Theresa May has told the Conservatives they must be the “party for everyone” and said austerity was over in her party conference speech in Birmingham.
The prime minister said that a decade on from the financial crash, “there are better days ahead”, signalling an increase in public spending.
She also defended her under-fire Brexit strategy, saying she was “standing up for Britain”.
And she announced new borrowing powers for councils to build more homes.
A cap on the amount councils can borrow to fund new developments “doesn’t make sense” and would be scrapped, she said.
Other promises included a “step change” in how cancer is diagnosed with a strategy aimed at increasing early detection rates, plus another freeze in fuel duty.
The prime minister – whose dancing in Kenya made headlines in August – danced on to the stage to the sounds of Abba, and immediately sought to make light of last year’s difficult speech.
She joked that if she had a cough this time, it was only because she had been up all night gluing the letters on to the backdrop.
The Tory conference has been dominated by Brexit, with former foreign secretary Boris Johnson launching a fresh broadside against her Chequers plan – it is known by the country residence where it was agreed in July – for trade with the EU.
And as she prepared to deliver the speech, Conservative MP James Duddridge announced he had submitted a letter to the backbench 1922 Committee calling for a leadership contest.
In her speech there was no mention of “Chequers” specifically – with Mrs May describing her plan as a “free trade deal that provides for frictionless trade in goods”.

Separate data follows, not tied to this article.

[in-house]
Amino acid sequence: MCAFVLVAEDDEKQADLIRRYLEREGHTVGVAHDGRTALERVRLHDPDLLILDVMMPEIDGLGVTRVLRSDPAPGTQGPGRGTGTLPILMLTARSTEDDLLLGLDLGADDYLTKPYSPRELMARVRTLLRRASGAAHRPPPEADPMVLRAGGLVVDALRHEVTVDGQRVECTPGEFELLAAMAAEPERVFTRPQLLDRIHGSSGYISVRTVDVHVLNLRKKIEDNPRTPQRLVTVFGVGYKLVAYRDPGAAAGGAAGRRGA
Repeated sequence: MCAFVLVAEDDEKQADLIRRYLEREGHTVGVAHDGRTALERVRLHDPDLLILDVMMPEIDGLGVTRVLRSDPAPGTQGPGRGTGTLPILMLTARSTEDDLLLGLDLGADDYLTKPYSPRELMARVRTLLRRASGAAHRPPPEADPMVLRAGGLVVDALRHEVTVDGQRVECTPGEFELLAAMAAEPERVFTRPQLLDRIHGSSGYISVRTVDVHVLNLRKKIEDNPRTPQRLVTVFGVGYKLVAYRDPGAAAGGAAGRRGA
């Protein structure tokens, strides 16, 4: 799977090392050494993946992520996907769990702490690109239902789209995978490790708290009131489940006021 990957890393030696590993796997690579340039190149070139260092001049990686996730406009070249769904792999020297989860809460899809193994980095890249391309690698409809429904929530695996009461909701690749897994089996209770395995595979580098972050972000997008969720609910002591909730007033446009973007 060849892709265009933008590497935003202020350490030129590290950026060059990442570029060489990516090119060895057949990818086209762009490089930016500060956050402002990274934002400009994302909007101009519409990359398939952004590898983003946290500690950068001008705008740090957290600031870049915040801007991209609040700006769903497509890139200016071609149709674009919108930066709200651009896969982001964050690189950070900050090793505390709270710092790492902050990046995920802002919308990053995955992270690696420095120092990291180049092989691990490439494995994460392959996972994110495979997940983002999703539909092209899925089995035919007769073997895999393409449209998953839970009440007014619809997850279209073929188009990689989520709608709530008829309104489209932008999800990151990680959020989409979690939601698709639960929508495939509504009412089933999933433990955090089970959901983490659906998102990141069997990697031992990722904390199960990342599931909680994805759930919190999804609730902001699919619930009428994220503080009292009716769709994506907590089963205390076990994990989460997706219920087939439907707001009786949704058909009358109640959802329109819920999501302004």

Defending it, she warned delegates that pursuing “our own visions of the perfect Brexit” could lead to “no Brexit at all”.
On austerity, Mrs May said people needed to know “that the end is in sight”.
The Tories could not just “clean up a mess” they should “steer a course to a better future”, she said.
“Sound finances are essential, but they are not the limit of our ambition. Because you made sacrifices, there are better days ahead.”
At next year’s Spending Review she said spending on public services would increase.
“Because, a decade after the financial crash, people need to know that the austerity it led to is over and that their hard work has paid off.”
In her speech, Mrs May said the Tories must be “a party not for the few, not even for the many but for everyone who is willing to work hard and do their best”.
“Our best days lie ahead of us”, she said, adding: “Don’t let anyone tell you we don’t have what it takes.”
She also condemned the personal abuse of politicians, speaking up for Labour’s Diane Abbott and calling for an end to “the bitterness and bile which is poisoning our politics”.
Mrs May made repeated attacks on Labour leader Jeremy Corbyn’s politics, criticising his opposition to military action and claiming he would raise taxes “higher and higher”.
But the Tories needed to “do more than criticise” Labour, she said, vowing to “make markets work in the interests of ordinary people again”.
She said she wanted to help people on low incomes, ruling out any increase in fuel duty in the Budget on 29 October.
There had been speculation that the annual freeze, in place since 2010, may come to an end with speculation that an inflation-linked rise could be used to pay for the £20bn in extra annual funding promised for the NHS.
The Local Government Association, which has been calling for an end to the cap on borrowing for house-building, welcomed the announcement.
“Our national housing shortage is one of the most pressing issues we face and it is clear that only an increase of all types of housing – including those for affordable or social rent – will solve the housing crisis,” said its chairman, Lord Porter.
The CBI – which criticised Mrs May’s immigration plans on Tuesday – welcomed her call to “back business” and urged MPs to support her Brexit plan to get a deal “over the line”.